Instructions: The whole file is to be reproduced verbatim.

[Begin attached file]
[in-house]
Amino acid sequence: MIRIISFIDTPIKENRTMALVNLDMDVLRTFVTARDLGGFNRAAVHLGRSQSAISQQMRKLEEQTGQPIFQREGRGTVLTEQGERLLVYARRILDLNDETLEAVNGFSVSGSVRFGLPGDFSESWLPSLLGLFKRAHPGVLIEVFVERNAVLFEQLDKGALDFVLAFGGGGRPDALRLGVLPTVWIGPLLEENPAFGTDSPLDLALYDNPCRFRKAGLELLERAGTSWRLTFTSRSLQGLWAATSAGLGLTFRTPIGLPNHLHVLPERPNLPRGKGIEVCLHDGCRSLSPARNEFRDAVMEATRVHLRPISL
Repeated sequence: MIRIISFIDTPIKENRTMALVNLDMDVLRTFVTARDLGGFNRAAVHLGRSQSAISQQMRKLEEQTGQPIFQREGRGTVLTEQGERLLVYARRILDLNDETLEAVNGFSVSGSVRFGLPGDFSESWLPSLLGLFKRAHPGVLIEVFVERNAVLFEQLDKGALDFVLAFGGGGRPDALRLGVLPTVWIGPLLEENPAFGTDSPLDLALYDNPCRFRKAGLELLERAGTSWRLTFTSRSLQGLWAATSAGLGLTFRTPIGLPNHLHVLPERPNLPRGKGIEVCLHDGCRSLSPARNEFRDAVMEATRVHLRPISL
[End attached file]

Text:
[in-house]
Amino acid sequence: MIRIISFIDTPIKENRTMALVNLDMDVLRTFVTARDLGGFNRAAVHLGRSQSAISQQMRKLEEQTGQPIFQREGRGTVLTEQGERLLVYARRILDLNDETLEAVNGFSVSGSVRFGLPGDFSESWLPSLLGLFKRAHPGVLIEVFVERNAVLFEQLDKGALDFVLAFGGGGRPDALRLGVLPTVWIGPLLEENPAFGTDSPLDLALYDNPCRFRKAGLELLERAGTSWRLTFTSRSLQGLWAATSAGLGLTFRTPIGLPNHLHVLPERPNLPRGKGIEVCLHDGCRSLSPARNEFRDAVMEATRVHLRPISL
Repeated sequence: MIRIISFIDTPIKENRTMALVNLDMDVLRTFVTARDLGGFNRAAVHLGRSQSAISQQMRKLEEQTGQPIFQREGRGTVLTEQGERLLVYARRILDLNDETLEAVNGFSVSGSVRFGLPGDFSESWLPSLLGLFKRAHPGVLIEVFVERNAVLFEQLDKGALDFVLAFGGGGRPDALRLGVLPTVWIGPLLEENPAFGTDSPLDLALYDNPCRFRKAGLELLERAGTSWRLTFTSRSLQGLWAATSAGLGLTFRTPIGLPNHLHVLPERPNLPRGKGIEVCLHDGCRSLSPARNEFRDAVMEATRVHLRPISL